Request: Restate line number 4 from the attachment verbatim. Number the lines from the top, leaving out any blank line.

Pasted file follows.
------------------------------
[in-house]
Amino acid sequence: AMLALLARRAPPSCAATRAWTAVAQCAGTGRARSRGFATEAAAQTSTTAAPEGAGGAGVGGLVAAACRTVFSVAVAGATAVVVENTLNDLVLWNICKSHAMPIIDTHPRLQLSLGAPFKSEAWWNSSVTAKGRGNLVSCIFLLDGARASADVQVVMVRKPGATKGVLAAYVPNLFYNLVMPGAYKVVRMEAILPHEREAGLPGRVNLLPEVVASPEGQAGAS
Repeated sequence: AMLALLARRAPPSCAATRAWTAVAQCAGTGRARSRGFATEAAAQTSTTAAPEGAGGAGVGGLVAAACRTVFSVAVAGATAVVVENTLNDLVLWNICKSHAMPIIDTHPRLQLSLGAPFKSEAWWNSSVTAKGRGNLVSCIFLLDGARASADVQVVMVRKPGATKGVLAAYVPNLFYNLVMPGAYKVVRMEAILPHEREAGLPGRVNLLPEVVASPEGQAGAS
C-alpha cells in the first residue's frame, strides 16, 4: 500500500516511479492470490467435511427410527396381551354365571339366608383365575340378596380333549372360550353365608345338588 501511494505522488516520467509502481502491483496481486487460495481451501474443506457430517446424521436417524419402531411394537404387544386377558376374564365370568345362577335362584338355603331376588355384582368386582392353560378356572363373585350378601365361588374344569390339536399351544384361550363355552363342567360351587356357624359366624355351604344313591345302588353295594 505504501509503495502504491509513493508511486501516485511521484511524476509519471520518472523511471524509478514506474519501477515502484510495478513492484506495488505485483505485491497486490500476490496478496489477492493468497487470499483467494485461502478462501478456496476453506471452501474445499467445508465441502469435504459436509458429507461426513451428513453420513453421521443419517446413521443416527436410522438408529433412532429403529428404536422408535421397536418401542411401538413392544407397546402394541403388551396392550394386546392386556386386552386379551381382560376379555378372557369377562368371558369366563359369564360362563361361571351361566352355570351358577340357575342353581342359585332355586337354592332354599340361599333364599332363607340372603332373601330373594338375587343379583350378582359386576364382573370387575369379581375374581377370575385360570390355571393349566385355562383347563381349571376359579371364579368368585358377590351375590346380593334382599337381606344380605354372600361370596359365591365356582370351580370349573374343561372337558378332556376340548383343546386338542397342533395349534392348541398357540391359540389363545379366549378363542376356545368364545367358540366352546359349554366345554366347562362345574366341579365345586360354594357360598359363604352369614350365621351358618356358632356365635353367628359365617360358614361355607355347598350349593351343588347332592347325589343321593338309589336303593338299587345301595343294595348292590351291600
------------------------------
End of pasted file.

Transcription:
C-alpha cells in the first residue's frame, strides 16, 4: 500500500516511479492470490467435511427410527396381551354365571339366608383365575340378596380333549372360550353365608345338588 501511494505522488516520467509502481502491483496481486487460495481451501474443506457430517446424521436417524419402531411394537404387544386377558376374564365370568345362577335362584338355603331376588355384582368386582392353560378356572363373585350378601365361588374344569390339536399351544384361550363355552363342567360351587356357624359366624355351604344313591345302588353295594 505504501509503495502504491509513493508511486501516485511521484511524476509519471520518472523511471524509478514506474519501477515502484510495478513492484506495488505485483505485491497486490500476490496478496489477492493468497487470499483467494485461502478462501478456496476453506471452501474445499467445508465441502469435504459436509458429507461426513451428513453420513453421521443419517446413521443416527436410522438408529433412532429403529428404536422408535421397536418401542411401538413392544407397546402394541403388551396392550394386546392386556386386552386379551381382560376379555378372557369377562368371558369366563359369564360362563361361571351361566352355570351358577340357575342353581342359585332355586337354592332354599340361599333364599332363607340372603332373601330373594338375587343379583350378582359386576364382573370387575369379581375374581377370575385360570390355571393349566385355562383347563381349571376359579371364579368368585358377590351375590346380593334382599337381606344380605354372600361370596359365591365356582370351580370349573374343561372337558378332556376340548383343546386338542397342533395349534392348541398357540391359540389363545379366549378363542376356545368364545367358540366352546359349554366345554366347562362345574366341579365345586360354594357360598359363604352369614350365621351358618356358632356365635353367628359365617360358614361355607355347598350349593351343588347332592347325589343321593338309589336303593338299587345301595343294595348292590351291600